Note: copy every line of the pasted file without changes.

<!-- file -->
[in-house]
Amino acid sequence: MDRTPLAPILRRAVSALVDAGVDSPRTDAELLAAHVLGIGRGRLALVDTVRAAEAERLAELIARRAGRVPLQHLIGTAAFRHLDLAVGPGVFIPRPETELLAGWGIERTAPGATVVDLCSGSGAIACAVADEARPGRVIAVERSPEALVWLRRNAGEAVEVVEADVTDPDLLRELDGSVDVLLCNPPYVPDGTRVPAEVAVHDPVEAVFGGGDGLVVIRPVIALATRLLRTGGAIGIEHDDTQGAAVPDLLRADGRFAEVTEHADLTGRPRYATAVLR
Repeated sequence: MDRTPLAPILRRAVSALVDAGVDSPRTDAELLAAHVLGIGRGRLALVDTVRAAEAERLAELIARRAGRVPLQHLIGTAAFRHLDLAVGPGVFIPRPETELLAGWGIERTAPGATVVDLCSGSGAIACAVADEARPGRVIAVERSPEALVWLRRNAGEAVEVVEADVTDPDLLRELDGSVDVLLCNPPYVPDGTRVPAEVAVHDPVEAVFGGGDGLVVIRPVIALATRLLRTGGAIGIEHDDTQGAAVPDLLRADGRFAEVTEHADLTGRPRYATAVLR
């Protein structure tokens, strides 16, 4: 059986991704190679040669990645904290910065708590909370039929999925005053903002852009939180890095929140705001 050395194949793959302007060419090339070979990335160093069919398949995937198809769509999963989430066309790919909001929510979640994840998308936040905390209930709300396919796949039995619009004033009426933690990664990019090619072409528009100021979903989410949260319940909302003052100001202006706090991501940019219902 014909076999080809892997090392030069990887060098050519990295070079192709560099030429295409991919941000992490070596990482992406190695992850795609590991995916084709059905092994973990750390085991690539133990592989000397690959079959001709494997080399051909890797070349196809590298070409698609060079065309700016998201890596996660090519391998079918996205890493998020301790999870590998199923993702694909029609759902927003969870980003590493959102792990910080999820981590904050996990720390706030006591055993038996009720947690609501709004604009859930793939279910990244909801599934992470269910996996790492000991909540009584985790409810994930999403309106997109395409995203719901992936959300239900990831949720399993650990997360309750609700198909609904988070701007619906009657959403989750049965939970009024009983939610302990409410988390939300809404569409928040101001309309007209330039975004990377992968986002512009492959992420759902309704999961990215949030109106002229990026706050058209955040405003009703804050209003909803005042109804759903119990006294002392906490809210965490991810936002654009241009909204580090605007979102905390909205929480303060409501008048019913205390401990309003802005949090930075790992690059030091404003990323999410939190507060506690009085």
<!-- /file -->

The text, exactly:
[in-house]
Amino acid sequence: MDRTPLAPILRRAVSALVDAGVDSPRTDAELLAAHVLGIGRGRLALVDTVRAAEAERLAELIARRAGRVPLQHLIGTAAFRHLDLAVGPGVFIPRPETELLAGWGIERTAPGATVVDLCSGSGAIACAVADEARPGRVIAVERSPEALVWLRRNAGEAVEVVEADVTDPDLLRELDGSVDVLLCNPPYVPDGTRVPAEVAVHDPVEAVFGGGDGLVVIRPVIALATRLLRTGGAIGIEHDDTQGAAVPDLLRADGRFAEVTEHADLTGRPRYATAVLR
Repeated sequence: MDRTPLAPILRRAVSALVDAGVDSPRTDAELLAAHVLGIGRGRLALVDTVRAAEAERLAELIARRAGRVPLQHLIGTAAFRHLDLAVGPGVFIPRPETELLAGWGIERTAPGATVVDLCSGSGAIACAVADEARPGRVIAVERSPEALVWLRRNAGEAVEVVEADVTDPDLLRELDGSVDVLLCNPPYVPDGTRVPAEVAVHDPVEAVFGGGDGLVVIRPVIALATRLLRTGGAIGIEHDDTQGAAVPDLLRADGRFAEVTEHADLTGRPRYATAVLR
């Protein structure tokens, strides 16, 4: 059986991704190679040669990645904290910065708590909370039929999925005053903002852009939180890095929140705001 050395194949793959302007060419090339070979990335160093069919398949995937198809769509999963989430066309790919909001929510979640994840998308936040905390209930709300396919796949039995619009004033009426933690990664990019090619072409528009100021979903989410949260319940909302003052100001202006706090991501940019219902 014909076999080809892997090392030069990887060098050519990295070079192709560099030429295409991919941000992490070596990482992406190695992850795609590991995916084709059905092994973990750390085991690539133990592989000397690959079959001709494997080399051909890797070349196809590298070409698609060079065309700016998201890596996660090519391998079918996205890493998020301790999870590998199923993702694909029609759902927003969870980003590493959102792990910080999820981590904050996990720390706030006591055993038996009720947690609501709004604009859930793939279910990244909801599934992470269910996996790492000991909540009584985790409810994930999403309106997109395409995203719901992936959300239900990831949720399993650990997360309750609700198909609904988070701007619906009657959403989750049965939970009024009983939610302990409410988390939300809404569409928040101001309309007209330039975004990377992968986002512009492959992420759902309704999961990215949030109106002229990026706050058209955040405003009703804050209003909803005042109804759903119990006294002392906490809210965490991810936002654009241009909204580090605007979102905390909205929480303060409501008048019913205390401990309003802005949090930075790992690059030091404003990323999410939190507060506690009085």